“There is nothing more important than peace,” Ian Paisley tells us in a recent op-ed in the International Herald Tribune (“Peace Must Not Be the Victim of International Justice”). It’s a standard critique of both the ICC and universal jurisdiction. And the claims can seem compelling at first glance:
First, Paisley sets up a classic ethical dilemma, portraying international justice as punishment of individuals and peace as a collective good. Then there’s the well-meaning neocolonial discourse—the language of non-Western tribes, local proverbs, and age-old conflicts—which can seem culturally attuned and deeply informed. Finally, and potentially most devastating, is a warning: in conflict-ridden societies, pursuing justice can backfire and cause greater violence. In this scheme of things, international justice is depicted as either futile and naïve or costly and dangerous.
Critics like Paisley are correct that pursuing international justice can lead to conflict. But demands for justice are not causes of conflict, only an excuse for rulers requiring acquiescence. When political leaders respond to claims for justice with violence, they’re ruling coercively. Post-conflict negotiations, including in places like South Africa and Northern Ireland, always entail a delicate balancing act between alternative imaginings of peace and justice, not crude privileging of any single vision.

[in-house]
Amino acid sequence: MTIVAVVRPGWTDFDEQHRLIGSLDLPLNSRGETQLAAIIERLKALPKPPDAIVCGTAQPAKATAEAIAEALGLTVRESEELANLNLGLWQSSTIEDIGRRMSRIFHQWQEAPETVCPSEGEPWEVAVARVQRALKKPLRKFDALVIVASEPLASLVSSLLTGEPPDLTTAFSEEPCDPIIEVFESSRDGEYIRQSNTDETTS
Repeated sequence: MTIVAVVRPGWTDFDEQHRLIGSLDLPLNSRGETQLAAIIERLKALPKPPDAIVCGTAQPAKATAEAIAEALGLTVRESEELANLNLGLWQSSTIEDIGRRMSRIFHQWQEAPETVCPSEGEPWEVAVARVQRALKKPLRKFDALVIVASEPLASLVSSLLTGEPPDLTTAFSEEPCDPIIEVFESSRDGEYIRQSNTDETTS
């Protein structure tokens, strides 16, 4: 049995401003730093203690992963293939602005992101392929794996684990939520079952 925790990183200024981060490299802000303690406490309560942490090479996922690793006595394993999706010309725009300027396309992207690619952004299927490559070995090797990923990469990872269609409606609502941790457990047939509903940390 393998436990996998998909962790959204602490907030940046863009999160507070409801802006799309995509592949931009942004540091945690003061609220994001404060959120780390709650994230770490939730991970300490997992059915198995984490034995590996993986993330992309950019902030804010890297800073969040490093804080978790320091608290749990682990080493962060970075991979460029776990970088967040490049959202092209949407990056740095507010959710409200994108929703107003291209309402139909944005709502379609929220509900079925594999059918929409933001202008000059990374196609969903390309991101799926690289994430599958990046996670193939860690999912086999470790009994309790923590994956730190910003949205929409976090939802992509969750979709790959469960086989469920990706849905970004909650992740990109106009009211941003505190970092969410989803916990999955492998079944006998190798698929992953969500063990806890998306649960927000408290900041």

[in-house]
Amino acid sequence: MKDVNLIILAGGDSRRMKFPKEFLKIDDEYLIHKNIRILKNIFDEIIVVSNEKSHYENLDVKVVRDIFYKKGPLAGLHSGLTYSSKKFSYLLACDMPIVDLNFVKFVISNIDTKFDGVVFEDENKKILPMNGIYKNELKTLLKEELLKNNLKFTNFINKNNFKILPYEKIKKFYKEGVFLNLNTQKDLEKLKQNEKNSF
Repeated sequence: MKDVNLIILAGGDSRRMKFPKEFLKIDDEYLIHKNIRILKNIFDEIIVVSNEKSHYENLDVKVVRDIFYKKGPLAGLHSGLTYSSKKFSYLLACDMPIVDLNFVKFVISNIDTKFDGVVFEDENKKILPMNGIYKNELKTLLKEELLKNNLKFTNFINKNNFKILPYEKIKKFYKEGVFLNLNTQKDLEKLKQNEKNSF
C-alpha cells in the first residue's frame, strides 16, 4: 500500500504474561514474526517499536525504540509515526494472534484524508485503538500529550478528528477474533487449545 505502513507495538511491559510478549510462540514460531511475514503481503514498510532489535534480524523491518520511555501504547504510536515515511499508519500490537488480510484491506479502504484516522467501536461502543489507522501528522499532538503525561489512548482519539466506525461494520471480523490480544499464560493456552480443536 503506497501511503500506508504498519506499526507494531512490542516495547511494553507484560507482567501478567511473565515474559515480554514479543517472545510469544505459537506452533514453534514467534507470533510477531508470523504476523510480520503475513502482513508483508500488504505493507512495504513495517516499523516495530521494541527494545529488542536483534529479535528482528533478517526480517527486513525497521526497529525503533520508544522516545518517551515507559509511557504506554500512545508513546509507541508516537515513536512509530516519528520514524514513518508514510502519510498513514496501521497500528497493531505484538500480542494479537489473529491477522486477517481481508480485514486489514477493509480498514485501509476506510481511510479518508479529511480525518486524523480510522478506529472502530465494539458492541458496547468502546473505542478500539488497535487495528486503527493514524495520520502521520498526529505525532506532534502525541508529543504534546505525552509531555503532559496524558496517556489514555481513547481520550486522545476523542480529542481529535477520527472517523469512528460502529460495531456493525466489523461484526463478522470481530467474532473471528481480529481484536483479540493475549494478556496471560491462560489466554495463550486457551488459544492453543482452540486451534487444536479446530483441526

These debates are, of course, partly semantic. If peace is defined as stability and the absence of violent conflict, the choice between high-possibility deaths or low-probability convictions seems false. But the angle shifts dramatically when justice is understood as a social process, and peace is valued in terms of its quality and purposes.
Paisley’s rhetoric—the insistence on peace at all costs—is reactionary and intransigent. It won’t entirely resonate with people caught in systems of domination and daily humiliation, unwilling to sell out their political-legal aspirations in exchange for a fictionalized peace.